Magazines - 06/December/2020

Autumn/Winter 2020

The world electrified

Electrification is the way to decarbonisation

 

We now know we can secure the energy we need from zero carbon sources. Decarbonisation of the world’s economy is no longer the insurmountable challenge facing mankind that it was just a few years ago. Electrification is the key.

Electricity is an energy carrier that enables all sources of energy to be clean at their point of use. For this reason alone, electrification of energy use is a good idea. Electricity, however, is only as clean as the energy source from which it is generated, which can be dirty or clean. When energy is harnessed from the power of water flowing, the wind blowing or heat radiating from the sun and converted to electricity, the world’s decarbonisation goals are brought within reach.

Clean electrification of the global economy requires lots more electricity from renewable sources of energy. As well as providing light and powering appliances, green electricity must charge our cars, heat our buildings, and energise industrial processes heavily dependent on fossil fuel. More demand for electricity requires more of our power systems and more of the transmission and distribution wires designed for a previous age of centralised fossil fuel generation. The capacity of the wires must be boosted and power systems far better interconnected. Joined up and robust power systems are capable of absorbing shocks that destabilise the delicate balance of supply and demand in smaller, weaker systems.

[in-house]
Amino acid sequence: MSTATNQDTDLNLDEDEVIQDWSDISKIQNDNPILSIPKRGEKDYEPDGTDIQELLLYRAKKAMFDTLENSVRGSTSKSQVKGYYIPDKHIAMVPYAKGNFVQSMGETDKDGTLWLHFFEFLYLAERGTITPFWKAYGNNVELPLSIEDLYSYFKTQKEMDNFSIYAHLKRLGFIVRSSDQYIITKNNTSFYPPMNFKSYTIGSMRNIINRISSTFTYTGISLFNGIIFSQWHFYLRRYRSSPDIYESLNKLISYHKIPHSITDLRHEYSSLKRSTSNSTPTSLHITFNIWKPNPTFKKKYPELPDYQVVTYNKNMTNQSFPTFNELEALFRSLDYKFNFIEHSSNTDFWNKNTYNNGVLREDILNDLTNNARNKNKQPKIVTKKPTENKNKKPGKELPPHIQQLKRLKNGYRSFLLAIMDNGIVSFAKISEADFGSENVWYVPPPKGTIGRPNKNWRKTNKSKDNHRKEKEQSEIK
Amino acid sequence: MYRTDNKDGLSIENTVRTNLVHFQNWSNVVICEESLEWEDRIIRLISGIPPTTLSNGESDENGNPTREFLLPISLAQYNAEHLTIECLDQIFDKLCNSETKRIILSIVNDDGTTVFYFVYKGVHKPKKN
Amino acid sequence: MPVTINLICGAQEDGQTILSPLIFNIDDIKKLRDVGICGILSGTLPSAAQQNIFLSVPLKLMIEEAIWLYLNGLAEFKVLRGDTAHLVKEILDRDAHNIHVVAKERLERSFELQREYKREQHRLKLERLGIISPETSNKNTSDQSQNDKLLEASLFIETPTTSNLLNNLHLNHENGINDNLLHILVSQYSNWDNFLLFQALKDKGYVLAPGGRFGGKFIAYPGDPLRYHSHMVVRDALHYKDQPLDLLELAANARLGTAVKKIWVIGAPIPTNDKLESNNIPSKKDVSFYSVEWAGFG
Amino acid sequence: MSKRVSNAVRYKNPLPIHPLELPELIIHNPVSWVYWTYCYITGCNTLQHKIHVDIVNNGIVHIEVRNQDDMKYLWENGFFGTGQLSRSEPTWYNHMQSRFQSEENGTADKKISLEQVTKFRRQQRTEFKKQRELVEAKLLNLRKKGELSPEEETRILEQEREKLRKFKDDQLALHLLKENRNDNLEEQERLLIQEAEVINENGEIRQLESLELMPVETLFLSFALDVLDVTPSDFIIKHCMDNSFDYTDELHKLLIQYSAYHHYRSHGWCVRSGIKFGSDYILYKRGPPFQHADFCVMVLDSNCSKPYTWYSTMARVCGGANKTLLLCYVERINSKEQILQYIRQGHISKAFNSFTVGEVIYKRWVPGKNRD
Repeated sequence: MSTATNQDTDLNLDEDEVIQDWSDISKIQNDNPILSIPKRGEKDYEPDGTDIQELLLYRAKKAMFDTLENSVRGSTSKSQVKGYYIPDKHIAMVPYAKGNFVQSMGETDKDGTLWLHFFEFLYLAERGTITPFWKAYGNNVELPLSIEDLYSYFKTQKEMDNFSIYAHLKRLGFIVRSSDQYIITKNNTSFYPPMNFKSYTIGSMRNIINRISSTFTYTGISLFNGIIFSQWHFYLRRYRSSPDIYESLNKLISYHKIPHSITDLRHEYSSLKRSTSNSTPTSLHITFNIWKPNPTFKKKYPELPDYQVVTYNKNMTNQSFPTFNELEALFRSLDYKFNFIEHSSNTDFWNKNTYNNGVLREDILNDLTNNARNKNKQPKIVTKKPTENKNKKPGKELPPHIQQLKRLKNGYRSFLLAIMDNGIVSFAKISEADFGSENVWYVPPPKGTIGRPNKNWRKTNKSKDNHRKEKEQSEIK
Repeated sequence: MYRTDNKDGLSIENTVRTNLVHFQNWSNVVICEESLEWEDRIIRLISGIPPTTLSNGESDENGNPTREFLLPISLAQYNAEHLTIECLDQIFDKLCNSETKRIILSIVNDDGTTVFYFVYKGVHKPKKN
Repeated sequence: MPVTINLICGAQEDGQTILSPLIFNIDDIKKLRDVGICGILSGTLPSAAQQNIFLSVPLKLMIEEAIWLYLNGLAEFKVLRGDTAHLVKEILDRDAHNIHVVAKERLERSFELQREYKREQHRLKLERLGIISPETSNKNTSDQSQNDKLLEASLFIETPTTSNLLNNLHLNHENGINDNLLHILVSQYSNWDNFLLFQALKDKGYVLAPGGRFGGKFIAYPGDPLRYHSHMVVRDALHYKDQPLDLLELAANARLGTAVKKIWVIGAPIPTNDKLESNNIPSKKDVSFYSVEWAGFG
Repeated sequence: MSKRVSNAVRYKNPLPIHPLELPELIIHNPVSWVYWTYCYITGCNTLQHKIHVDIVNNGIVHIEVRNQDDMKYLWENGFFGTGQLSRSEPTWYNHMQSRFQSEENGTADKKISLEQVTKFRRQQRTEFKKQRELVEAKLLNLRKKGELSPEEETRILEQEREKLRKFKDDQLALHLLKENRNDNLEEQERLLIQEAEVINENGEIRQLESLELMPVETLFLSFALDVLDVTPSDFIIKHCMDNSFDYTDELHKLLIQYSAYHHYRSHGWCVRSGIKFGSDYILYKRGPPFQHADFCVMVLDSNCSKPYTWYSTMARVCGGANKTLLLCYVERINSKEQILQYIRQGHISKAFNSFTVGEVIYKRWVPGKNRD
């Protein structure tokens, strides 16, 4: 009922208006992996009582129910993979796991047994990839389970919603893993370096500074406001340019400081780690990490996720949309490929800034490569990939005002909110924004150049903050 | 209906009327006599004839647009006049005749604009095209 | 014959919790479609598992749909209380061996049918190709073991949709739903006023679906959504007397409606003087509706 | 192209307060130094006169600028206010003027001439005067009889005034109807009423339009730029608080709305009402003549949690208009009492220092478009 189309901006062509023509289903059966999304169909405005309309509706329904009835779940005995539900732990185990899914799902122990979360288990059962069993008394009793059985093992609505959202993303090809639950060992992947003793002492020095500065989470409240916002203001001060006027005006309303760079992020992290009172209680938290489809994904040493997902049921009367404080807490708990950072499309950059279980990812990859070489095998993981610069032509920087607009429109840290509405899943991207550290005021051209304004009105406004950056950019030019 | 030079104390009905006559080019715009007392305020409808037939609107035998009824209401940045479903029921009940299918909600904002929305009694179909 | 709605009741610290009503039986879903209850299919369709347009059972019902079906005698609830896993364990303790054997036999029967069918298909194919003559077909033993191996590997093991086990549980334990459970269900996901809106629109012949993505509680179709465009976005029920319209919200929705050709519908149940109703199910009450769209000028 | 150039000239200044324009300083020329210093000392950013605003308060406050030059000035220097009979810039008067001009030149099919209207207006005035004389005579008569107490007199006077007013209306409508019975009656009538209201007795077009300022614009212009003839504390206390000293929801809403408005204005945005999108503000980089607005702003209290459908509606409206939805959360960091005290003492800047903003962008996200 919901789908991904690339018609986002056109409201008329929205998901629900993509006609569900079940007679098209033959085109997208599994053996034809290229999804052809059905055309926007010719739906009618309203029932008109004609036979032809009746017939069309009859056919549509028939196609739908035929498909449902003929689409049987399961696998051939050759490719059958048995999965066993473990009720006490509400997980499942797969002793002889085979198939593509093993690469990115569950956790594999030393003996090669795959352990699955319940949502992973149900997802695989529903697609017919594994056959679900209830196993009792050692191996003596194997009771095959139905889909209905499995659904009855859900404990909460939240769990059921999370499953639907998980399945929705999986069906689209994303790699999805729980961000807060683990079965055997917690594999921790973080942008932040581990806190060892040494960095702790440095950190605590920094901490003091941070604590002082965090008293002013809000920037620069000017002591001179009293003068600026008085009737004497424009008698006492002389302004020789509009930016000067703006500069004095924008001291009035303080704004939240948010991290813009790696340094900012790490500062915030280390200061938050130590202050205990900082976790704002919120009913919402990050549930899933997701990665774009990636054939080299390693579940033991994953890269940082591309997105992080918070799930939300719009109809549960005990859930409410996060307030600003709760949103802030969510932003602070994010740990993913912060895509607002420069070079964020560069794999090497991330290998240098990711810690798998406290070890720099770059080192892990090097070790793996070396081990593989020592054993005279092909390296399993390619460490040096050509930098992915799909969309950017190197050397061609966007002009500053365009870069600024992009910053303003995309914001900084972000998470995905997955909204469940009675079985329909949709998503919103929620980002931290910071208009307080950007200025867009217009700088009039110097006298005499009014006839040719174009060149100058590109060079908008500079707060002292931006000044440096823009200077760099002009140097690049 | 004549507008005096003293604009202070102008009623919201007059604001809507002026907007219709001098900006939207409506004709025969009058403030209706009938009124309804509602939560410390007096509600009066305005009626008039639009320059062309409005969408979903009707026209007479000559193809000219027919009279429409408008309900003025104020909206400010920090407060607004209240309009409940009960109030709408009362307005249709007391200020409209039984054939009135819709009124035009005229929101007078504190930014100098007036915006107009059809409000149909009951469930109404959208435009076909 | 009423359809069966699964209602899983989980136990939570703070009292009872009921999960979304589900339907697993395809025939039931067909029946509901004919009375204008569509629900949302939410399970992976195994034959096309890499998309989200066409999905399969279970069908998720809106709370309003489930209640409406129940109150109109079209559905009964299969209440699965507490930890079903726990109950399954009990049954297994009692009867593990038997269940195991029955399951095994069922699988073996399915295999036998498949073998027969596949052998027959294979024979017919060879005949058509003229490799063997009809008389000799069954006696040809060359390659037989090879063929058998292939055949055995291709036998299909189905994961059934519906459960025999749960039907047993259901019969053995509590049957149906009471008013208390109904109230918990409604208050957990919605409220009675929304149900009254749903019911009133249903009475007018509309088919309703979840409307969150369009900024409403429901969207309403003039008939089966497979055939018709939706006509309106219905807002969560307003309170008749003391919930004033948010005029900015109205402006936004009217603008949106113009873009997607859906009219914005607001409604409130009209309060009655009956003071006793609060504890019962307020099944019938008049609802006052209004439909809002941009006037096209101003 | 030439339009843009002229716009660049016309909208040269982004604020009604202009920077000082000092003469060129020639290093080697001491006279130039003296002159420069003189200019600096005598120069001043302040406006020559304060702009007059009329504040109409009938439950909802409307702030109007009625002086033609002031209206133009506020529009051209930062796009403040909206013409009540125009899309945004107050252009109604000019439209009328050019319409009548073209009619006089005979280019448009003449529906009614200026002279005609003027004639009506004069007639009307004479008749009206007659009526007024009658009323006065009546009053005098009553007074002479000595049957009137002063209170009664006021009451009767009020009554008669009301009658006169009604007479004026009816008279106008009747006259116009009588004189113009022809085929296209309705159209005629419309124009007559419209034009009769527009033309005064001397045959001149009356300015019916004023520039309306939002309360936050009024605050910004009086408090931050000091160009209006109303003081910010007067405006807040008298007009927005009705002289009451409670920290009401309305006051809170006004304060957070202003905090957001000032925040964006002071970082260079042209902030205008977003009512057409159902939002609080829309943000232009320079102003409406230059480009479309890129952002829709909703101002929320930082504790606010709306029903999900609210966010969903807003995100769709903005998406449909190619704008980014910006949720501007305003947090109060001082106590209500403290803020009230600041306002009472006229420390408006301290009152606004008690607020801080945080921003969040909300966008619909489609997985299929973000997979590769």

Heating indoor spaces can be done cheaply and cleanly in urban areas using heating networks served by renewable energy. Denmark has shown the way. The scale of change needed is not to be underestimated, but even a country with challenges the size of those in the UK can decarbonise its heating and lower its cost, given sufficient political will to do so.

Electricity will also be needed to power electrolysers to produce hydrogen, a process that is entirely free of carbon emissions, as is its use. Hydrogen fuel cells hold potential to decarbonise heavy transport and hydrogen may replace fossil fuels in some industrial processes. Hydrogen trains are showing great promise and a few are in commercial operation. A consensus is emerging that these are the best applications for hydrogen and talk of using it in power and heating systems is a distraction.

The most carbon intensive use of fossil fuel is in heavy industry. Full electrification of cement and steel manufacturing, the two biggest sinners, would require new processes, innovations that may come up short for total decarbonisation. They are industries that need serious government help, not protection..

If nothing else, our deep dive into electrification is a positive story of human ingenuity at work. No longer is decarbonisation an aspiration impossible to achieve. Through electrification it can be done.

– David Weston, Editor

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